Mississippi Lawmakers Aim To Pass Medical Marijuana Bill In August Special Session After Ballot Measure Blocked By Court – Marijuana Moment

A bipartisan group of congressional lawmakers is circulating a letter to build support for a spending bill amendment they’re introducing this week that would protect all state and tribal marijuana programs from federal interference—going beyond the existing measure that shields only medical cannabis states that’s currently enacted into law.

The amendment and its supporting Dear Colleague memo, which were shared with Marijuana Moment, is being led by Reps. Earl Blumenauer (D-OR), Tom McClintock (R-CA), Eleanor Holmes Norton (D-DC) and Barbara Lee (D-CA).

The lawmakers explained that the proposed amendment to spending legislation would add “language preventing the Department of Justice from using any funds appropriated by Congress to enforce federal laws regarding activities that are legal under state, territorial, or tribal law with regard to marijuana, regardless of whether the marijuana laws are recreational or medicinal.”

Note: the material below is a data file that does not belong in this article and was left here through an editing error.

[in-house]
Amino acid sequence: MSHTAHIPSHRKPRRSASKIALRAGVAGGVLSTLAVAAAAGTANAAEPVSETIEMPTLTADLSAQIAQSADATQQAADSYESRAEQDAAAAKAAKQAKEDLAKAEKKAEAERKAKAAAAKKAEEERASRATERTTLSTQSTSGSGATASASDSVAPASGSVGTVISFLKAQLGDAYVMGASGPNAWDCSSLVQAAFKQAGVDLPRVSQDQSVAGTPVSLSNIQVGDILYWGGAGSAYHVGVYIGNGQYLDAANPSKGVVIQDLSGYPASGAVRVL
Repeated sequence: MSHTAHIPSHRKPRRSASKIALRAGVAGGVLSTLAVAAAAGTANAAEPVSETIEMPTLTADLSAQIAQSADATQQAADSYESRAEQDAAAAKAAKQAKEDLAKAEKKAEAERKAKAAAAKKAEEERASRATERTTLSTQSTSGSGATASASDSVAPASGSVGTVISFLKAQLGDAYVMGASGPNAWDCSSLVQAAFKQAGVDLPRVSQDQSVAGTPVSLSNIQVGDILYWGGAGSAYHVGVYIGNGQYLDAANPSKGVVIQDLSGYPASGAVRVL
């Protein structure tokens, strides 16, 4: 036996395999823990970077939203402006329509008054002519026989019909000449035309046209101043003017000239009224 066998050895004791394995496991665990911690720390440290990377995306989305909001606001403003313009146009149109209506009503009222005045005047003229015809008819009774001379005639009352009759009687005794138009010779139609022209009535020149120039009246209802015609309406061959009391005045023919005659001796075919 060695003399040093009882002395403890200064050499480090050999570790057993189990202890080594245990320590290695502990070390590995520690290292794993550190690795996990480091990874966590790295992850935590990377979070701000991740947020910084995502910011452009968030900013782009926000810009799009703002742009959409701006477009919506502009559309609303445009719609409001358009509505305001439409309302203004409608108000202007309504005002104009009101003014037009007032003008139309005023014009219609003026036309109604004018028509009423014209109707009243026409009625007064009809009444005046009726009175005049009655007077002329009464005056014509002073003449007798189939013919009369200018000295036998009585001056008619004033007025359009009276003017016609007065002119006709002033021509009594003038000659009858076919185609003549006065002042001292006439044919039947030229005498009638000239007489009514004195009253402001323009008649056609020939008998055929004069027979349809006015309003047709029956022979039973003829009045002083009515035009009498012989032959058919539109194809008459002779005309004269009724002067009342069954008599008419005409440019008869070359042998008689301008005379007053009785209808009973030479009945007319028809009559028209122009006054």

This language has been proposed in past sessions as well, passing the House last year and in 2019. But it was not attached to final appropriations legislation sent to the president’s desk under GOP control of the Senate. Now that Democrats have a slim majority in the chamber, advocates are optimistic that it could finally be enacted.

As it stands, a spending bill rider has renewed each year since 2014 that offers the protection to states with medical cannabis programs. This amendment would expand that protection at a time when more and more states are opting to legalize marijuana for adult use. Four states—Connecticut, New Mexico, New York and Virginia—legalized for recreational purposes this year alone.

“To date, 48 states have enacted laws that, to varying degrees, relax their prohibitions against the use of marijuana or its components, such as CBD oil. Of those, 37 states have medical marijuana programs, and 18 of those have adult-use programs,” the lawmakers wrote to colleagues. “Most of

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